Welcome to the 3rd and final part of my Mindfulness Series!
Missed Parts 1 or 2?
Click here for Part 1: Simple Ways to Practice Daily Mindfulness.
Click here for Part 2: Mindful Spending.
I’m going to do it!
I’m going to talk about eating food…and it has absolutely nothing to do with dieting or losing weight!
Well, Sinead O’Rebellion! Shock me, shock me, shock me with that deviant behavior!
Heehee…a little Empire Records slip there…
But, seriously, I’m not going to tell you what or how much to eat. Believe it or not, that’s actually completely between you and your body…no outside input needed. I am going to tell you about how to bring mindfulness into the life-sustaining act of consuming food.
After dipping my toe into the mindfulness pool by learning mindful spending practices, I was encouraged by my therapist to read a book on mindful eating.
Just the mention of eating caused me stress.
Food and I haven’t always gotten along. I have a long history of disordered eating that spans decades. The one common denominator in all of my past struggles?
Mindless eating, to be specific. Being completely out of touch with my brain and my body and the needs of either one.
Mindful eating and being aware of my body and food was terrifying to me. So many foods had been labeled “bad” or “good” that I judged the food more than I thought about whether or not I actually wanted to eat it. Decades of this. Decades!
That is incredibly damaging to a person’s physical and mental well-being. I know that now. And, while I’m not completely cured, I am aware.
The book that was recommended to me was written by Jan Chozen Bays, MD, and is called Mindful Eating: A Guide to Rediscovering a Healthy and Joyful Relationship with Food (Includes CD).
It changed my life.
It changed the way my brain actually perceives food.
It gave me peace where only stress and conflict had existed.
That’s pretty high praise for a book, right? Until you have read it and practiced the meditations and exercises, you truly have no idea.
I’ve read it multiple times and even refer back to it for refreshers when I’m feeling a little off. The CD that comes with the book is pretty great, too! I don’t want to just talk about a book though. It is an experience you have to take on your own, and only when you are ready.
If you aren’t in the mood to read an amazing book about mindful eating, let me share with you some ways that I make it happen for myself. There really is no right or wrong way to be mindful, but I know what works for me. And what doesn’t work.
Mindful Eating is
- Paying attention to your body and mind and choosing foods that will make you happy as well as nourish you.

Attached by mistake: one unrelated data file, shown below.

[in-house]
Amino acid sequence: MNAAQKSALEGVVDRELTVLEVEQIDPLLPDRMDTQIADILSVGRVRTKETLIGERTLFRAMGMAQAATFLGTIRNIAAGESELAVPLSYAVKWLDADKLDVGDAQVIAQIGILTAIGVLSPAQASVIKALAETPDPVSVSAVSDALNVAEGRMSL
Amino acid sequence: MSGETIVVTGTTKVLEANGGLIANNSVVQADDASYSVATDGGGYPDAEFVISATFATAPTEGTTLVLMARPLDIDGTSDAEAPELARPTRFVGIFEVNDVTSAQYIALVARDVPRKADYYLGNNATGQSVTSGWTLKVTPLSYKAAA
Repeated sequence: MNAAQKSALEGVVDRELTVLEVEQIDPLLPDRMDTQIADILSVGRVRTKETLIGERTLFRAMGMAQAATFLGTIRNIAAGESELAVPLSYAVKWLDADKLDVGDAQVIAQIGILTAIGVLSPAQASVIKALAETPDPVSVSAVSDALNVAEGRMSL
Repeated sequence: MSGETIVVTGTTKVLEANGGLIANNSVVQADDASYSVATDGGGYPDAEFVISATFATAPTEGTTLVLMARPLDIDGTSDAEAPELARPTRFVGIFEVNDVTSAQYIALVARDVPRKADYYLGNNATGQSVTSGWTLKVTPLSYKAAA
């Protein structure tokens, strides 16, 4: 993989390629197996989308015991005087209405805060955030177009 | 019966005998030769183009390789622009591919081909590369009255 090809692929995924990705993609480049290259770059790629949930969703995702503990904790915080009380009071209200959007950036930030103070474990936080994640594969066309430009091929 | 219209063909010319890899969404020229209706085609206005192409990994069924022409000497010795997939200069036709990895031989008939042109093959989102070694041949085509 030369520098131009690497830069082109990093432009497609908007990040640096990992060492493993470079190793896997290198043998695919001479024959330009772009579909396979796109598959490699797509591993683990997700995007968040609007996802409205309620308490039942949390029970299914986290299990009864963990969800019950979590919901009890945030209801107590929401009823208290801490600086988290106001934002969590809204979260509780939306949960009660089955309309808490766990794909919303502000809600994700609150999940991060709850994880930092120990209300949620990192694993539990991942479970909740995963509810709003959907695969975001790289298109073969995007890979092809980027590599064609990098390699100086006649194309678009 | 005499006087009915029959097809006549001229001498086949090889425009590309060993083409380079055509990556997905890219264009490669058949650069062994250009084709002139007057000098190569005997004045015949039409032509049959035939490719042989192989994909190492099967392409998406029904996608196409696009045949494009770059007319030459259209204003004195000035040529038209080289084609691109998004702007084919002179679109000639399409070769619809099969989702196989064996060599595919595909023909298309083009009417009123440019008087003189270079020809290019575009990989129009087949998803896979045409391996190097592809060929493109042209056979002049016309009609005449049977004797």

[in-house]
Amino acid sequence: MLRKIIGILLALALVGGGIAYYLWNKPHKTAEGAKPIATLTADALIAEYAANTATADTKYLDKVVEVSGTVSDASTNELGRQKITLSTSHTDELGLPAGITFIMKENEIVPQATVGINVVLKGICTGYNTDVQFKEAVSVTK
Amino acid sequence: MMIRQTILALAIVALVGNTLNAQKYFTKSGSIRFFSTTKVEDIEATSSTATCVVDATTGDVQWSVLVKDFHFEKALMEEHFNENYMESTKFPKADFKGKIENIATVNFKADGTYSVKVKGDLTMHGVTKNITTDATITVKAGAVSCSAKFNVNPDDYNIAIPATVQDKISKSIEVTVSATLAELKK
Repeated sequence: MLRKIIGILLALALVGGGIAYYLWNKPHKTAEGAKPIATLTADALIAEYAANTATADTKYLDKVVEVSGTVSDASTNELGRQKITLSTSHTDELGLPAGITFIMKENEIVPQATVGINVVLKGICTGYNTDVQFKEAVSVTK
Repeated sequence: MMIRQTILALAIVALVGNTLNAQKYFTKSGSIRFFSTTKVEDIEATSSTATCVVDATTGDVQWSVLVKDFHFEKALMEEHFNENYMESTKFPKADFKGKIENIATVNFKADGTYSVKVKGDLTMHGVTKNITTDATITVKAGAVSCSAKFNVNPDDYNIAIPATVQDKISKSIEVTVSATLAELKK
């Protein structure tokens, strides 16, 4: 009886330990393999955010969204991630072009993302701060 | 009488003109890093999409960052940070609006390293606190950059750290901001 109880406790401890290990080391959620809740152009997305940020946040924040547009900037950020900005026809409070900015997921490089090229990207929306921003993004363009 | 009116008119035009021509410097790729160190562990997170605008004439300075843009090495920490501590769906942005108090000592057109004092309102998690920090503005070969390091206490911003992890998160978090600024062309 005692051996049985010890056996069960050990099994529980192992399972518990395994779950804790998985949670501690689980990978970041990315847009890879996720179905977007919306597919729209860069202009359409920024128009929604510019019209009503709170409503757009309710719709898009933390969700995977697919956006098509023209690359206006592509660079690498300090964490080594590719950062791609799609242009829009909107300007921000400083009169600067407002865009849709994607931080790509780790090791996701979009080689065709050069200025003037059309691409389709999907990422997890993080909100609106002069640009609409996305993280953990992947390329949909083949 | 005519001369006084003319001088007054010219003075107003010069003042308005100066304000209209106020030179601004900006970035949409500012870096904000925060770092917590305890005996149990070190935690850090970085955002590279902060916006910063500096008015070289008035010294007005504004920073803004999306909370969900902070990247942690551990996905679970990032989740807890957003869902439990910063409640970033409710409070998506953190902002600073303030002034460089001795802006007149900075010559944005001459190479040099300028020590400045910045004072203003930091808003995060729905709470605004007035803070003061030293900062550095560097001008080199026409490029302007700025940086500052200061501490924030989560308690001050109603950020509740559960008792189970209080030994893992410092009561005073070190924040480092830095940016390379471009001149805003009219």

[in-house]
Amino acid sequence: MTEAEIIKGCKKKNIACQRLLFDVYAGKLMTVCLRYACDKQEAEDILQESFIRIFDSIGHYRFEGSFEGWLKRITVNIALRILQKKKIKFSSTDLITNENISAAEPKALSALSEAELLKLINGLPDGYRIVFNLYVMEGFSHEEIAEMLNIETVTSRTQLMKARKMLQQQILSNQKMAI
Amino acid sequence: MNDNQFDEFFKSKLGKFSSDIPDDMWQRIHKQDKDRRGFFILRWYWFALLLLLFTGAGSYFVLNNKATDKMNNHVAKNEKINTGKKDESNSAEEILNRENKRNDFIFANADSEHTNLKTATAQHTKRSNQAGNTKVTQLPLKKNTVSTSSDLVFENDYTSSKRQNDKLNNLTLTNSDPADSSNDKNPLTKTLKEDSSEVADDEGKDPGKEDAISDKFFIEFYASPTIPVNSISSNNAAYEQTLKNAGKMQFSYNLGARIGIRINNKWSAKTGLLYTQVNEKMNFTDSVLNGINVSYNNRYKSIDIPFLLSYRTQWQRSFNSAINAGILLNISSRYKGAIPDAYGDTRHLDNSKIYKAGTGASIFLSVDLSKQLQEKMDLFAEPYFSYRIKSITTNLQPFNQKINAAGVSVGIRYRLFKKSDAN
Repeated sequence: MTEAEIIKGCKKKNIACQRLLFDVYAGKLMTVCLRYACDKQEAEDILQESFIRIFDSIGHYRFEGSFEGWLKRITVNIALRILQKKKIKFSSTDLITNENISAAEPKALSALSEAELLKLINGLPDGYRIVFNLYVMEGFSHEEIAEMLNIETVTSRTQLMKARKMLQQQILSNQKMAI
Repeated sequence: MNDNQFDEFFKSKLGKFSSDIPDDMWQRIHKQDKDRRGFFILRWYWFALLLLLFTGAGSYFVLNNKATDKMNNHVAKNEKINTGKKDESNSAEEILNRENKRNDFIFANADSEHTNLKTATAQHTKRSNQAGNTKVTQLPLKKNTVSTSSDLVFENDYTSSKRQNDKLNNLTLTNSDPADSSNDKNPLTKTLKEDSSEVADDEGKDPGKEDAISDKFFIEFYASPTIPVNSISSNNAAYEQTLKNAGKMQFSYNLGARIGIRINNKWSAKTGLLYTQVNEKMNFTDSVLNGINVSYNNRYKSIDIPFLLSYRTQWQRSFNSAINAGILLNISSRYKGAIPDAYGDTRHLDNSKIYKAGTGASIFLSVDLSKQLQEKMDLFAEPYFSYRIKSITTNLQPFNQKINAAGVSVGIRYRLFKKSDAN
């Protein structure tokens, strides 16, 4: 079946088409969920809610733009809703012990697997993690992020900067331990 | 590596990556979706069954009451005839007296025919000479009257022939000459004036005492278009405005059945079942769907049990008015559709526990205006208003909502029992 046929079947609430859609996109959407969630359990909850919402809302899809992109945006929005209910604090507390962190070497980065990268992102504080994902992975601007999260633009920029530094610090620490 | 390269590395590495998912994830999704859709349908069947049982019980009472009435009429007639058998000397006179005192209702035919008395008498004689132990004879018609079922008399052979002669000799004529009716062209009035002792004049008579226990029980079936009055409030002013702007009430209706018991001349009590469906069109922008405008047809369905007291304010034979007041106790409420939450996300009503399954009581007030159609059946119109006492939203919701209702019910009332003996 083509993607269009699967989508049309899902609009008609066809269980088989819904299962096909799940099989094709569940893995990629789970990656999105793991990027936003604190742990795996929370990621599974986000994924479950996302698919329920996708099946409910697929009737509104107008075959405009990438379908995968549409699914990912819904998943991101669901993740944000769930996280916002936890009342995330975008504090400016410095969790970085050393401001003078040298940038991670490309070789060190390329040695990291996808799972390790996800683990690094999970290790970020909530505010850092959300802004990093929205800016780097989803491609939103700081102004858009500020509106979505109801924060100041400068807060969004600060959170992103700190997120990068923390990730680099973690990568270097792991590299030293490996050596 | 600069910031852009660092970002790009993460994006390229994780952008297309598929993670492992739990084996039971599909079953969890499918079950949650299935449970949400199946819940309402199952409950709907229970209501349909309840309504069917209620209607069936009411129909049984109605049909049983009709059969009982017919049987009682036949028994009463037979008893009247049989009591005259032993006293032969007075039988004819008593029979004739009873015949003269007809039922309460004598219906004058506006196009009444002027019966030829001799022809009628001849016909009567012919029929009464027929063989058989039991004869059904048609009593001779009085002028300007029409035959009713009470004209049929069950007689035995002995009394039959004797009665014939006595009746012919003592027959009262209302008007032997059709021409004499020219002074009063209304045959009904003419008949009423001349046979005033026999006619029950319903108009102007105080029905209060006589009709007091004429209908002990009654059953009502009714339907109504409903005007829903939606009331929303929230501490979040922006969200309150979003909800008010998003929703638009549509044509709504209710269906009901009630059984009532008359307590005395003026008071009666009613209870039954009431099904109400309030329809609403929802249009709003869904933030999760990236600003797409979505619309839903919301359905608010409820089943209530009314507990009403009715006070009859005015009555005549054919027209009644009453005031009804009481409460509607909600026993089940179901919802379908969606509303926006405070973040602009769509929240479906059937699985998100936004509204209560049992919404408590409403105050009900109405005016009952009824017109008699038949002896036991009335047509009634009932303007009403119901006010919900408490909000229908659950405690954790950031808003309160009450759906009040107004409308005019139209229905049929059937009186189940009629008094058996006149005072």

- Taking your time to eat the food you’ve chosen. Really taste your food. Don’t rush.
- Realizing that you may not like a food once you give it your attention…and that’s totally cool! No judgment in any area of mindfulness!
- Eating when you’re hungry and stopping when you’re full, no matter what everyone else is doing around you.
- Not labeling food through judgment on its nutritional value. There are no “right” or “wrong” foods.
The biggest thing is that mindful eating is not mindless eating. You must stay aware and in the present moment to reap the benefits of mindfulness…even where food is concerned. Everyone experiences mindfulness in their own way.
As I’ve said before, I don’t always practice mindfulness. And I don’t always practice mindful eating. I get distracted by life and work and lack of sleep, and I just zone out. I eat mindlessly on occasion because I just don’t have the energy to be mindful. Not an excuse…just a statement of fact.
In the beginning, I beat myself up about not getting it just right. I was aware, but I was also still placing judgment on my thoughts and actions. I’ve learned to let go a little more as time has passed.
Food is just food. It doesn’t control me.
I’m noticing a trend in my Mindfulness Series posts. Being mindful releases the need for control or to be controlled. I know that mindfulness offers peace in the areas of life where you apply it, but maybe it also offers freedom.
Freedom from judging ourselves.
Freedom to make informed choices.
Freedom to eat the damn cupcake and really enjoy it!
What are your thoughts on mindful eating?
How do you use mindfulness in your daily meals?
Have you read any other books by Jan Chozen Bays? I think she’s brilliant. The next book of hers that I want to read is How to Train a Wild Elephant & Other Adventures in Mindfulness: Simple Daily Mindfulness Practices for Living Life More Fully & Joyfully. It just sounds fun!
Thank you for taking the time to read my thoughts on mindfulness this week. The rest of this month will be about self-soothing, self-care, meditation, and mantras.
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